NDOW produces a newsletter called "The Wildlife Almanac". It is basically produced to pat itself on the back because very few others will. In the Fall/Winter 2003 edition, there was a very lengthy questionnaire. It was a full page requiring answering or rating over 100 questions. The questionnaire was sent out to 300,000 people as an insert in the Las Vegas Review Journal, Reno Gazette Journal, Ely Times and the Elko Daily Free Press.

Published in HA Newsletter 30
Saturday, 28 February 1998 17:00

Sportsmen: Get Lost

Nevada Department of Wildlife Director Willie Molini announced this week he was ending his long reign of mismanagement next September. That's the good news.

The bad news is things won't get any better as long as the corrupt power brokers currently in office are allowed to pick his successor. That sad fact was made clear this week when Nevada Wildlife Commissioner Merv Matorian quickly dismissed requests from sportsmen's groups to be included in the search for a new director.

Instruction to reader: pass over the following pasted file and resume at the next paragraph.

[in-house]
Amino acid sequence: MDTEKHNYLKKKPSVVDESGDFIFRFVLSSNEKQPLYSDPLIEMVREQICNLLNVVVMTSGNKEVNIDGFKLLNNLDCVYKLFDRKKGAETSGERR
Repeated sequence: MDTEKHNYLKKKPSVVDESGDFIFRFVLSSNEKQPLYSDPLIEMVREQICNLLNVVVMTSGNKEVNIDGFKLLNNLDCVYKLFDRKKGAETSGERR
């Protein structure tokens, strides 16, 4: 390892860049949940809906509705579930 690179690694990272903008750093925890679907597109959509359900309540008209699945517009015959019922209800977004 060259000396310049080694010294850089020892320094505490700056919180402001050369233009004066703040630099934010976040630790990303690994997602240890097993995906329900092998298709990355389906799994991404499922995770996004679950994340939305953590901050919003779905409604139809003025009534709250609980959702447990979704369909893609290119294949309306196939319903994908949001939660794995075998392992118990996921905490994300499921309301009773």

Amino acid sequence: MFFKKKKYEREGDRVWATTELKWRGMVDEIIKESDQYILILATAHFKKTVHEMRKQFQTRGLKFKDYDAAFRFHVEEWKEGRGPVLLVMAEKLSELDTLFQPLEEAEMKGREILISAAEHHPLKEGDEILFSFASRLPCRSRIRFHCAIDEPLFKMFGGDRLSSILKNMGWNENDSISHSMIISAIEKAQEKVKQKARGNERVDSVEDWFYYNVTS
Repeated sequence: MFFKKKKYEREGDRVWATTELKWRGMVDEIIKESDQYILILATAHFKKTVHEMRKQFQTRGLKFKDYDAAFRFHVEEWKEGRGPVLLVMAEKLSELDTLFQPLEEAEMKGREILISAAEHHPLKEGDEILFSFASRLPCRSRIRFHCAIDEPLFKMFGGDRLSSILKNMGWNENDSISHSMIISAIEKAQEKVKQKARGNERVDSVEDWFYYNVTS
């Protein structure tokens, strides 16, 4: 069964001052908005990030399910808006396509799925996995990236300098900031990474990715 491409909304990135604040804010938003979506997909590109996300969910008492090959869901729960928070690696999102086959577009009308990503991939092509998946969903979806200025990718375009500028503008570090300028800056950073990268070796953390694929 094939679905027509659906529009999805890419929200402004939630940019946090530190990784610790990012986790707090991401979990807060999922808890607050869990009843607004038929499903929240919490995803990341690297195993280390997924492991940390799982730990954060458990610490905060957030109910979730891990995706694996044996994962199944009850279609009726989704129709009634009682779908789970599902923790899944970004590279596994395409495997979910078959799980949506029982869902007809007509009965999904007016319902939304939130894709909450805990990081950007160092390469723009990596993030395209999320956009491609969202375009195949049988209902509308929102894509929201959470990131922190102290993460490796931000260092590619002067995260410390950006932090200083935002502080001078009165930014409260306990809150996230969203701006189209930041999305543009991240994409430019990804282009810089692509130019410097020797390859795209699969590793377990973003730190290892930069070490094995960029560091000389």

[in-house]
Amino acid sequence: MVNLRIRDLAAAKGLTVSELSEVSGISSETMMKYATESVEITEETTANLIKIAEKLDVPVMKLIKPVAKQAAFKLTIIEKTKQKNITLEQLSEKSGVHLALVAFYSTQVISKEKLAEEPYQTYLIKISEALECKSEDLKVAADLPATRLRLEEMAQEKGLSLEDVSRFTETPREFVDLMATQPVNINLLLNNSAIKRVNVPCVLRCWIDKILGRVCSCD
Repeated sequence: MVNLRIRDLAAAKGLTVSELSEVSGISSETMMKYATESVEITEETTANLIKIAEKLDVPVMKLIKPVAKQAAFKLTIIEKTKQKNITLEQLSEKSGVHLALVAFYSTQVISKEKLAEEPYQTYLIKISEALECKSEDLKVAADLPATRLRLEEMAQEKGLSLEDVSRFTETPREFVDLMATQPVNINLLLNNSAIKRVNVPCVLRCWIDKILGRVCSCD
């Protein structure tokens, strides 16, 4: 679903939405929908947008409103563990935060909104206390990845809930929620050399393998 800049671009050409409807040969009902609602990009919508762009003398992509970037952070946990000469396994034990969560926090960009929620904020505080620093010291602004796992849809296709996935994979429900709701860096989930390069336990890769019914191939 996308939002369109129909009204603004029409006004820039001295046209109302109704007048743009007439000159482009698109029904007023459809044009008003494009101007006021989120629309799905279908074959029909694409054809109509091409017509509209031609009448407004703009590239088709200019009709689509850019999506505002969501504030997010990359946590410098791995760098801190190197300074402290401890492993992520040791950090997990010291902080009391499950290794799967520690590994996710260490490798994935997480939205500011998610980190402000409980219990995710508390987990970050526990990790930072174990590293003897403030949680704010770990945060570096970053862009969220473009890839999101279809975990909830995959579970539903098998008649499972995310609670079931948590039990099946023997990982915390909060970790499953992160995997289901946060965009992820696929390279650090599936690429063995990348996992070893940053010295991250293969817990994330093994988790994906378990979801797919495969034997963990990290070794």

Gerry Lent of the Nevada Hunter's Association pleaded, "All sportsmen should have a say in who directs their funds."

But Matorian shot back, "It's not going to happen. Lent wants to stick his nose into everything, but this is a government function."

Matorian's arrogant reply typifies the current administration that has allowed Nevada's hunting opportunities to deteriorate to miserable levels. Now, the politicians are telling sportsmen that the selection of a director for a department totally funded through taxes they pay is none of their business — it's a "government function." ELKO DAILY FREE PRESS Dec. 19

Reprinted from Las Vegas Review-Journal/December 27, 1997

Published in HA Newsletter 15